• Combine the ingredients and stir well (heat each mixture separately). 
  • Write on paper with a toothpick dipped in the cornstarch and water mixture. Allow the paper to dry. 
  • Dip the little sponge into the iodine solution and wipe the form carefully to see the message.

7. Synthesis and Characterization of Self-Healing Polymer

  • New molecules should be synthesized using organic chemistry techniques. The reactions must be set under inert conditions (under argon) using dry solvents.
  • Extractions and column chromatography should isolate the compounds. 
  • Nuclear Magnetic Resonance and Mass Spectrometry should confirm the structure of the molecules. 
  • The monomers should be polymerized under different conditions and followed by Differential Scanning Calorimetry to study the polymer’s formation and behavior.

8. Rocket Launcher

  • The first step is to build your rocket launcher using cardboard tubes and disposable plates. Use the packing tape to secure each cardboard tube on a plate. 
  • Prepare the Alka-Seltzer tablets to be used as fuel in your rocket. 
  • Snap the pill into four equal pieces. Keep your equipment ready: a cardboard launcher, your Alka-Seltzer fuel, your film canister half-filled with water, and the cap for the canister. 
  • Quickly cap the film canisters and insert them into the launcher’s cap-side down. If your rocket doesn’t detonate after several minutes, tilt the launcher away from your face and slide the film canister out onto the floor. 
  • Hold the canister in your hands with the cap facing away from your face and pop it off with your thumbs. 
  • Then, try the activity again using 1/3 of an Alka-Seltzer tablet.

9. Extraction of Nicotine Sulphate from Samples of Cigarettes

  • Remove the covers and collect the contents of the cigarettes on separate pieces of paper. 
  • Weigh 1 gram of each sample using a physical balance and label them. Place them in a dry place. Dissolve each sample in a calcium hydroxide solution taken in 100ml beakers.
  • Stir them with the help of a glass rod. Filter the different solutions after the nicotine has fully dissolved. 
  • Collect them separately in separate funnels. Add two test tubes of kerosene oil to each separating funnel. Before pouring, ensure that the valve is closed. Leave it for two days without disturbing it.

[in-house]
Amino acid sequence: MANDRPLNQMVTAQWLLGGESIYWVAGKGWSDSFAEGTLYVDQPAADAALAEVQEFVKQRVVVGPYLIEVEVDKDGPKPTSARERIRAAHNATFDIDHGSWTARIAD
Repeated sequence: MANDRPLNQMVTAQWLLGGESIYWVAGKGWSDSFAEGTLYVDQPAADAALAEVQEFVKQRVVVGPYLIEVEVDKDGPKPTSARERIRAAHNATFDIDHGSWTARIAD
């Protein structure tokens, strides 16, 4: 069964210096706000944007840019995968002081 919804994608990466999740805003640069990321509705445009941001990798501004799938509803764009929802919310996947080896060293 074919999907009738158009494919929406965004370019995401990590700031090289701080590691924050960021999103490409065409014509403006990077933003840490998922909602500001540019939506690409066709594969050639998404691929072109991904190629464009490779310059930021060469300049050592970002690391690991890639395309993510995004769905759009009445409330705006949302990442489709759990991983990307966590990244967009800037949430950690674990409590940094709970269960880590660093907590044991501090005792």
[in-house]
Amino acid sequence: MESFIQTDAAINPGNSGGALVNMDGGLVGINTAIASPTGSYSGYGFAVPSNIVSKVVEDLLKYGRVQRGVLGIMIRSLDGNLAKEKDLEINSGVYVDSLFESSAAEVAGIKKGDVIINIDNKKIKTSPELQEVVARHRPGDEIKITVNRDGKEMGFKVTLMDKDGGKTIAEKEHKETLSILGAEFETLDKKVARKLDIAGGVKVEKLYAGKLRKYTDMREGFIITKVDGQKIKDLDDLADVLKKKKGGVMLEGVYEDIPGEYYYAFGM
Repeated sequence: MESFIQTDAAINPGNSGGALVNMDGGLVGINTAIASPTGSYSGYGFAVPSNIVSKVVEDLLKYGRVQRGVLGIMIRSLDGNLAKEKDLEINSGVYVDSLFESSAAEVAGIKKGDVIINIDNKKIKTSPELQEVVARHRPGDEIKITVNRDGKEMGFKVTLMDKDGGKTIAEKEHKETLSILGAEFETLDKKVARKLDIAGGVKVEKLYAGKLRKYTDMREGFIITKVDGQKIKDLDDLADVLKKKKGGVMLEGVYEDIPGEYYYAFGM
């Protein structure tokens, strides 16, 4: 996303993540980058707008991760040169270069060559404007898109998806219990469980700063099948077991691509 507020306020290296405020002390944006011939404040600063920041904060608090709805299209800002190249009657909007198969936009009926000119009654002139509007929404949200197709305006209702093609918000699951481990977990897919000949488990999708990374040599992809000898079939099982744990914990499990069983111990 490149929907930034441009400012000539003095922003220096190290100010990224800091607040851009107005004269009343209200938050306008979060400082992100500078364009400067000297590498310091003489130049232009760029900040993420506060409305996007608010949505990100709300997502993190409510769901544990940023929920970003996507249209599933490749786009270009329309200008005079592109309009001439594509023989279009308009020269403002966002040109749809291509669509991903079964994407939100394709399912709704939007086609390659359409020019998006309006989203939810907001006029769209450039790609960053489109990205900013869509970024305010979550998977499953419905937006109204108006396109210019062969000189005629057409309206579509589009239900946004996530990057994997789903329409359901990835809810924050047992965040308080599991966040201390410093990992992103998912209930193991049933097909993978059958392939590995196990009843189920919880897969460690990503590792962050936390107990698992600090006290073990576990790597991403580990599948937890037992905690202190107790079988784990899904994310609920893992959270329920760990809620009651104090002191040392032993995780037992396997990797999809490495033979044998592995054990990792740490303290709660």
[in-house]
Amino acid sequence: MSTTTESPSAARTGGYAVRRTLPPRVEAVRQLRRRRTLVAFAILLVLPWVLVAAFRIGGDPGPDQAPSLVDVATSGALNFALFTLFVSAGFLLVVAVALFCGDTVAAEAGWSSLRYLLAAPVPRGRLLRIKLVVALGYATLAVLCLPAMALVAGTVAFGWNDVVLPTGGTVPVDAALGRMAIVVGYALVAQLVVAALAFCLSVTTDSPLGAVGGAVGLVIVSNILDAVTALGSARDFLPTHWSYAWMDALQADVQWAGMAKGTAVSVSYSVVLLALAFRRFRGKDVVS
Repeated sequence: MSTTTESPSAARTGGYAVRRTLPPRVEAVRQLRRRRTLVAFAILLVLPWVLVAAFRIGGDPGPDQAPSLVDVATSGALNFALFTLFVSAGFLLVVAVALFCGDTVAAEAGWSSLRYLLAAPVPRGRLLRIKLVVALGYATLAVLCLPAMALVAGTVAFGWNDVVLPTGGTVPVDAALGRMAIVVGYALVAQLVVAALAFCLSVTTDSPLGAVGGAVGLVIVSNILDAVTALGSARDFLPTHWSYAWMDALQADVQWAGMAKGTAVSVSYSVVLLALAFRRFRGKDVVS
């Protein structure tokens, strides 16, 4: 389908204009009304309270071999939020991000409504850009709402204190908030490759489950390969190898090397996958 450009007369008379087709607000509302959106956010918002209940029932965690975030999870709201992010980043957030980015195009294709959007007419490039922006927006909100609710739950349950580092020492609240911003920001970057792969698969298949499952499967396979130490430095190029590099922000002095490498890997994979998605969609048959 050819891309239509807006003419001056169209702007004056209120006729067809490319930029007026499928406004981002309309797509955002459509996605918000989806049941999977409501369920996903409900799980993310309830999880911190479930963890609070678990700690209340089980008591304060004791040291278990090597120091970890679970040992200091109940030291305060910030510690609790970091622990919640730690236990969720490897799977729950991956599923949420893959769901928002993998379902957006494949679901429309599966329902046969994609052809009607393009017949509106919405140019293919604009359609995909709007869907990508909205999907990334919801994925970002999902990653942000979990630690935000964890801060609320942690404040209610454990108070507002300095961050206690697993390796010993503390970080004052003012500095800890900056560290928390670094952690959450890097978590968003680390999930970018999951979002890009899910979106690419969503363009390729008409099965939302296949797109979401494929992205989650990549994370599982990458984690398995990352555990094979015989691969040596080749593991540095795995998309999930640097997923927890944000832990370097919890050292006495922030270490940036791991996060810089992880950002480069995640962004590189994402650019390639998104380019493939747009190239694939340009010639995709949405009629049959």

• Two layers – one heavy layer on the bottom and the second lighter layer on the top – separate them. Open the valve of the funnel and let the heavy layer out through the open valve. The lighter layer remains in the separating funnel. Add half a test tube of concentrated sulfuric acid to each separating funnel. Open the valve of the separating funnel and collect the heavier layer in a test tube. Heat the crystals in liquid form and ultimately subject them to cold water and leave them for a day or two. Weigh the crystals, hence obtained with the help of a physical balance.

10. Preparation of a Smoke Bomb

  • Pour about 3 parts potassium nitrate to 2 parts sugar into the skillet. Apply low heat to the pan. Stir the mixture with a spoon using long strokes. 
  • The mixture will melt and become a caramel or chocolate color. Continue heating and stirring until the ingredients are liquefied. Turn off the heat. 
  • Pour the liquid onto a piece of foil or into the cardboard roll. You can pour the smoke bomb into any shape, onto an object, or into a mold. 
  • While the mix is still hot, push a pen lightly down the mold and remove it. 
  • Allow the smoke bomb to cool for around an hour. 
  • Now, remove the pen and insert the fuse. Secure the fuse with cotton. Observe the results.

Conclusion

So there you have it: some simple chemistry project ideas for students in 12th grade. If you have any more chemistry project ideas that you think should be included in this list, please let us know in the comments area. Until then, good luck with your studies!

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Anushree Trivedi
Anushree Trivedi
Anushree Trivedi is a 2nd-year chemical engineering undergraduate at HBTU, Kanpur. She is well- versed with content creation and have won various national level accommodates like On-Campus International Hult Prize Competition and emerged as the finalist in the Thermax 2020 challenge. She has also been awarded academic merit (top 0.1%) for the English language. She also serves as an Associate Head of E-Cell HBTU, Content Writer of Alumni Association, and Events Head of Robo Club HBTU.